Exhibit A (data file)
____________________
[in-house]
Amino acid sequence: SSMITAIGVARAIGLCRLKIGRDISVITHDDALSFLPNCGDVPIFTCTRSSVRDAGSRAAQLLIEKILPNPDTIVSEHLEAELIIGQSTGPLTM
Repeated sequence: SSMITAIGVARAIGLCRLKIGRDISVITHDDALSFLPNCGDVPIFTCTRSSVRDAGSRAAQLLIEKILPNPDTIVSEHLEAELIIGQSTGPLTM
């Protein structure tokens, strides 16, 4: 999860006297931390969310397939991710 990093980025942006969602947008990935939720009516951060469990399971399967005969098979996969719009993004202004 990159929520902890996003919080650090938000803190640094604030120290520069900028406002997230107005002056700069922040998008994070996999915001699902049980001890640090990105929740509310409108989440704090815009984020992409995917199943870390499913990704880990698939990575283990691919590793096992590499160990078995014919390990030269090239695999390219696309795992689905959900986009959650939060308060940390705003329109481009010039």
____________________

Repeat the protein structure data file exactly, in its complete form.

[in-house]
Amino acid sequence: SSMITAIGVARAIGLCRLKIGRDISVITHDDALSFLPNCGDVPIFTCTRSSVRDAGSRAAQLLIEKILPNPDTIVSEHLEAELIIGQSTGPLTM
Repeated sequence: SSMITAIGVARAIGLCRLKIGRDISVITHDDALSFLPNCGDVPIFTCTRSSVRDAGSRAAQLLIEKILPNPDTIVSEHLEAELIIGQSTGPLTM
């Protein structure tokens, strides 16, 4: 999860006297931390969310397939991710 990093980025942006969602947008990935939720009516951060469990399971399967005969098979996969719009993004202004 990159929520902890996003919080650090938000803190640094604030120290520069900028406002997230107005002056700069922040998008994070996999915001699902049980001890640090990105929740509310409108989440704090815009984020992409995917199943870390499913990704880990698939990575283990691919590793096992590499160990078995014919390990030269090239695999390219696309795992689905959900986009959650939060308060940390705003329109481009010039």